I also got a mystery spring in my Wolff spring pack. I had not taken a rebound slide spring in with the gun, other than the Wolff one I wanted installed, but I got one back...so either he put a replacement stock spring in the gun, and never used the Wolff one (it is restapled), or he gave me a stock spring and put it in the Wolff bag.

Kind of confirms my suspicions that there's no such thing as a professional gunsmith any more, unless they only work for factories. Just because someone has a set of screwdrivers, a sight pusher, and a lathe does not mean they are qualified to work on guns.

After this post its real obvious to me you were never going to be happy with his service. If you relayed this attitude to him about the price, thats probably why he did'nt oil the inards for you.
FWIW I watched a you tube video on "how to change a rebound spring", and although it was a pain, I had it done with a flat head screw driver in around 30 min. Its funny how now you are talking %$#@ about a guy that bailed you out of your own mistake! Some people!!

oldfool
December 23, 2010, 08:24 AM
did not mean to hurt anybody's feelings
but if you find a professional anything/something service person who will
A) do what you asked them to do
B) not do more than, not do less than what asked to do
C) do just that for a double sawbuck

post it.. they will get a LOT of new business !

22-rimfire
December 23, 2010, 12:21 PM
I routinely do more work for my clients as part of the service. I am not a gunsmith and I am willing to pay somebody for expertise that I lack whether it be because I don't feel like messing with it or I don't know how.

John Wayne, I don't know if anyone could have pleased you with that gun. You should have re-assembled it yourself if you know how. You got off cheap. If you want a pro, I suspect he would not do it for $40 or so unless it was a favor and you might have waited for 6 months for the one-hour work.

I understood that you asked him to re-assemble it, not lubricate and do other custom work.

The Lone Haranguer
December 23, 2010, 12:28 PM
I see nothing wrong with it. I can see taking nearly an hour to put it together and function test it. Even if it took less actual time, the labor rate comes from his knowing how to do it, which you obviously didn't.

Guillermo
December 23, 2010, 12:39 PM
sounds cheap to me

CSA 357
December 23, 2010, 06:17 PM
im thinking he saved you from messing up you gun, so yea you got off cheap!

orionengnr
December 23, 2010, 09:50 PM
If you wanted it lubed, there would be an additional $20 "HazMat" fee. :)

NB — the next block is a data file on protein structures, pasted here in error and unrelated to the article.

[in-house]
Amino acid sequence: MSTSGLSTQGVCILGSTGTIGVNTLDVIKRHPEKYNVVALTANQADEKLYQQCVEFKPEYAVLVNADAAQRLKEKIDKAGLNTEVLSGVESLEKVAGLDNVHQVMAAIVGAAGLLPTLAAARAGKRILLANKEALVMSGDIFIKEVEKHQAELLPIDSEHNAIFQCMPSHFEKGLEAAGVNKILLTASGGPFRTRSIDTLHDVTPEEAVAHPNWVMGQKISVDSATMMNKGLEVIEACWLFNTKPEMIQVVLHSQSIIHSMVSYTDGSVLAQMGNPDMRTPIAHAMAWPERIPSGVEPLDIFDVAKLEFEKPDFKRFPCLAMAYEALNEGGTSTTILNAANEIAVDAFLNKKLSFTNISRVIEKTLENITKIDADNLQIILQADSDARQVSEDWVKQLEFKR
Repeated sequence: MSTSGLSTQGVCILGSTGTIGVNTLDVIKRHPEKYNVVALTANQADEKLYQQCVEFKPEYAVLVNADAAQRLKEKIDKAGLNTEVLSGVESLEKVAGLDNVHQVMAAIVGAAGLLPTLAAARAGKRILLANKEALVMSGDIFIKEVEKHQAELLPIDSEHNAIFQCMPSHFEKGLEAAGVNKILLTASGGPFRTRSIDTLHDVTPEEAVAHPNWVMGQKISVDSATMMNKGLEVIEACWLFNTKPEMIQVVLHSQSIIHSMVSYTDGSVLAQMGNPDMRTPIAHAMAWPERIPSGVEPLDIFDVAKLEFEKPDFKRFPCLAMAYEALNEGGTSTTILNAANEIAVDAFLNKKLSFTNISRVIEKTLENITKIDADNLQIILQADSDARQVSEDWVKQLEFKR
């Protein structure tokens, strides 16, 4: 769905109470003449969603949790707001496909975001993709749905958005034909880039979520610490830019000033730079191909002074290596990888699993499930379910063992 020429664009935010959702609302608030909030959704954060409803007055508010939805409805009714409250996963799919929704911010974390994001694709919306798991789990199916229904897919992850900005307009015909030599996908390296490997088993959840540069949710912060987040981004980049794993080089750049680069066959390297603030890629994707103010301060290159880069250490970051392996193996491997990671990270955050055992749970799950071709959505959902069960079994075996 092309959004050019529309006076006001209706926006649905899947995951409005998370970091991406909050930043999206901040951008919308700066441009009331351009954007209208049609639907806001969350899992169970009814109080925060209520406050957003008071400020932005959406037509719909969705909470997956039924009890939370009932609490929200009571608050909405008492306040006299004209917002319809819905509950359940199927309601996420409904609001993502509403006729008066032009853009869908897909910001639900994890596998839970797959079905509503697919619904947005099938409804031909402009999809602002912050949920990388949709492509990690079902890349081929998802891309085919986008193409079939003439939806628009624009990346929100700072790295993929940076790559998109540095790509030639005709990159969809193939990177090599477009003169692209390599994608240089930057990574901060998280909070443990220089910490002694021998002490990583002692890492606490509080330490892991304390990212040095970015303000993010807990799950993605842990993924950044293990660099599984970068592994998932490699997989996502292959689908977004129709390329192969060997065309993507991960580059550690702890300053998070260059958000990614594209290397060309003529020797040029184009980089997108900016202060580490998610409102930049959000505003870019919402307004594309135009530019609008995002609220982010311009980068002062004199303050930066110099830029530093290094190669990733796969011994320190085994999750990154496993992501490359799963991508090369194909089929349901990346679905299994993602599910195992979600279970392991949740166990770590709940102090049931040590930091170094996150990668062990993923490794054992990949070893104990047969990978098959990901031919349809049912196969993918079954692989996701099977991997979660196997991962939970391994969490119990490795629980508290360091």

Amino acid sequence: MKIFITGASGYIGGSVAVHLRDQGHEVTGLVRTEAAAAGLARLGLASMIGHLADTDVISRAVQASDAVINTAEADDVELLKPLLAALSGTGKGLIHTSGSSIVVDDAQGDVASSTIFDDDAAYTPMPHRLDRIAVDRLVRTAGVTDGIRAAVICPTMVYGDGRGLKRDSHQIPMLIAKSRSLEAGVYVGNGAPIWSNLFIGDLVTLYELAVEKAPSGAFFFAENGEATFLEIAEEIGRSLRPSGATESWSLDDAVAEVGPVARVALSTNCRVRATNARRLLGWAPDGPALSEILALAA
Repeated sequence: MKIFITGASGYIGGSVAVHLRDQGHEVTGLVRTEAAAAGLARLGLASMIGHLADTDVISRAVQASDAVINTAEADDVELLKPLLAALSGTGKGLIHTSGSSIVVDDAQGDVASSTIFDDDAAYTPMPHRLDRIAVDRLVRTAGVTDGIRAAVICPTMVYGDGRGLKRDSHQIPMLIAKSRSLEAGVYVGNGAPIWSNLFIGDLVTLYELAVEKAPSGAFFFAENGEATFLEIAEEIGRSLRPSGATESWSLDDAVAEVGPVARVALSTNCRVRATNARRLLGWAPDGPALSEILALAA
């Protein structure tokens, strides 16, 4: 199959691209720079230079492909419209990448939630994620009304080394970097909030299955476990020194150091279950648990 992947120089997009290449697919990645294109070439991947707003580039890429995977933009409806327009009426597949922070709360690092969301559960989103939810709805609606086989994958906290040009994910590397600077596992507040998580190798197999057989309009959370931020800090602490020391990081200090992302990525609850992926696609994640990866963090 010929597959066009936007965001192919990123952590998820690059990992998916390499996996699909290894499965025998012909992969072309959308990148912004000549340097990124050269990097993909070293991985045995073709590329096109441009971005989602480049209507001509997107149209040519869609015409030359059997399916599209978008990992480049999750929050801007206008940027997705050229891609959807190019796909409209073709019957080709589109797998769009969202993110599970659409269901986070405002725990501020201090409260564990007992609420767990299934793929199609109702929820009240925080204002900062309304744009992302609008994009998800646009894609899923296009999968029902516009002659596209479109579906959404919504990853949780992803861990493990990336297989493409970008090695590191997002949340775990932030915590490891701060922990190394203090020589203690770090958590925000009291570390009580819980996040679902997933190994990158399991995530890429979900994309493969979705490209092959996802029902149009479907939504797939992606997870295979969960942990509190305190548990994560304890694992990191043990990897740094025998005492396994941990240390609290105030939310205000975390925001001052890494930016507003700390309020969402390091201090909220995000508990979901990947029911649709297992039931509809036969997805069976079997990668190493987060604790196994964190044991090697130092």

Since it's been so long since I've done it (and in honesty, have only done it once before) I just took apart my most recently purchased S&W revolver. It was dry as a bone, so it was worth the effort.

Took me about an hour to disassemble, inspect, clean, lube, reassemble and functional check. I guess I'm going to have to spend a few hours doing the same to my others. One every few nights and I'll be back in business.

Enjoy your S&W, and Merry Christmas. :)

KevininPa
December 24, 2010, 06:18 PM
My 'smith charges 50 an hour and I never argue. He does excellent work with cleaning and test firing with adjustments.

John Wayne
December 24, 2010, 08:01 PM
After this post its real obvious to me you were never going to be happy with his service.

Since you're so adept at making assumptions about things that are "real obvious," would you care to predict my future as well?


If you relayed this attitude to him about the price, thats probably why he did'nt oil the inards for you.

NOT ONCE did I say that I went to him with a bad attitude, nor did I. If I got upset about anything it was the kind of responses in this thread, and if I vented anywhere, it was here and not to the person who I'd entrusted with my gun. It says a lot about your character that you justify deliberately sacrificing the quality of the work based on the attitude of an individual, while still charging them the same price.

FWIW I watched a you tube video on "how to change a rebound spring", and although it was a pain, I had it done with a flat head screw driver in around 30 min. Its funny how now you are talking %$#@ about a guy that bailed you out of your own mistake! Some people!!


How exactly am I "talking %$#@" about someone? I am dissatisfied with the services of someone who didn't do what I'd asked and paid for, which was to lube and reassemble a revolver.

You know what I find funny (or at least ironic)? That you are criticizing me for not being satisfied with the workmanship of someone whom you do not know, about a gun you have not seen, and still think I am being irrational. You also posted in this thread to criticize me, yet accuse me of speaking poorly of other people.

I started this thread asking a simple question, which has been answered. I paid the man what he asked, didn't criticize him, and have my gun back. I am also dissatisfied but will break a gun putting it back together myself next time before I take it anywhere, and won't bother asking anyone on THR about it either. There is no need to continue jumping on the "you got off easy" bandwagon.

Old Fuff
December 24, 2010, 08:35 PM